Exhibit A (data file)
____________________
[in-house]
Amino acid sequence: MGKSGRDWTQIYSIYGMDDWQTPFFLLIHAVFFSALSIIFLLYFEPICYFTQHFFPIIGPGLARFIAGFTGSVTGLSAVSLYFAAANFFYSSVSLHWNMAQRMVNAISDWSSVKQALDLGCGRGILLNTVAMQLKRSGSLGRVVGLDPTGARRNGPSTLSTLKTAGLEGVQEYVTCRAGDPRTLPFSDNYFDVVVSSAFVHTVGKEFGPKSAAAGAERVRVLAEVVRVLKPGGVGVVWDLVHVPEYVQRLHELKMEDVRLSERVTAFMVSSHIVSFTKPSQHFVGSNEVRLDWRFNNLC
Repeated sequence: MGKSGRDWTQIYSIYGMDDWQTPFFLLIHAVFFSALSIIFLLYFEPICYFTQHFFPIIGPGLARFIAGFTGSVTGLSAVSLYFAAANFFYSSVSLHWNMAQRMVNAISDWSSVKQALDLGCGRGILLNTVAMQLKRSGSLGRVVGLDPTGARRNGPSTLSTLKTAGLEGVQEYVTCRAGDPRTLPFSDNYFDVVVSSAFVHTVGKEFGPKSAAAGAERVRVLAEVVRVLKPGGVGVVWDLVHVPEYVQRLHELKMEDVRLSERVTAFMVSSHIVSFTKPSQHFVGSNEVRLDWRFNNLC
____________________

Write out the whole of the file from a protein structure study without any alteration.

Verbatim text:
[in-house]
Amino acid sequence: MGKSGRDWTQIYSIYGMDDWQTPFFLLIHAVFFSALSIIFLLYFEPICYFTQHFFPIIGPGLARFIAGFTGSVTGLSAVSLYFAAANFFYSSVSLHWNMAQRMVNAISDWSSVKQALDLGCGRGILLNTVAMQLKRSGSLGRVVGLDPTGARRNGPSTLSTLKTAGLEGVQEYVTCRAGDPRTLPFSDNYFDVVVSSAFVHTVGKEFGPKSAAAGAERVRVLAEVVRVLKPGGVGVVWDLVHVPEYVQRLHELKMEDVRLSERVTAFMVSSHIVSFTKPSQHFVGSNEVRLDWRFNNLC
Repeated sequence: MGKSGRDWTQIYSIYGMDDWQTPFFLLIHAVFFSALSIIFLLYFEPICYFTQHFFPIIGPGLARFIAGFTGSVTGLSAVSLYFAAANFFYSSVSLHWNMAQRMVNAISDWSSVKQALDLGCGRGILLNTVAMQLKRSGSLGRVVGLDPTGARRNGPSTLSTLKTAGLEGVQEYVTCRAGDPRTLPFSDNYFDVVVSSAFVHTVGKEFGPKSAAAGAERVRVLAEVVRVLKPGGVGVVWDLVHVPEYVQRLHELKMEDVRLSERVTAFMVSSHIVSFTKPSQHFVGSNEVRLDWRFNNLC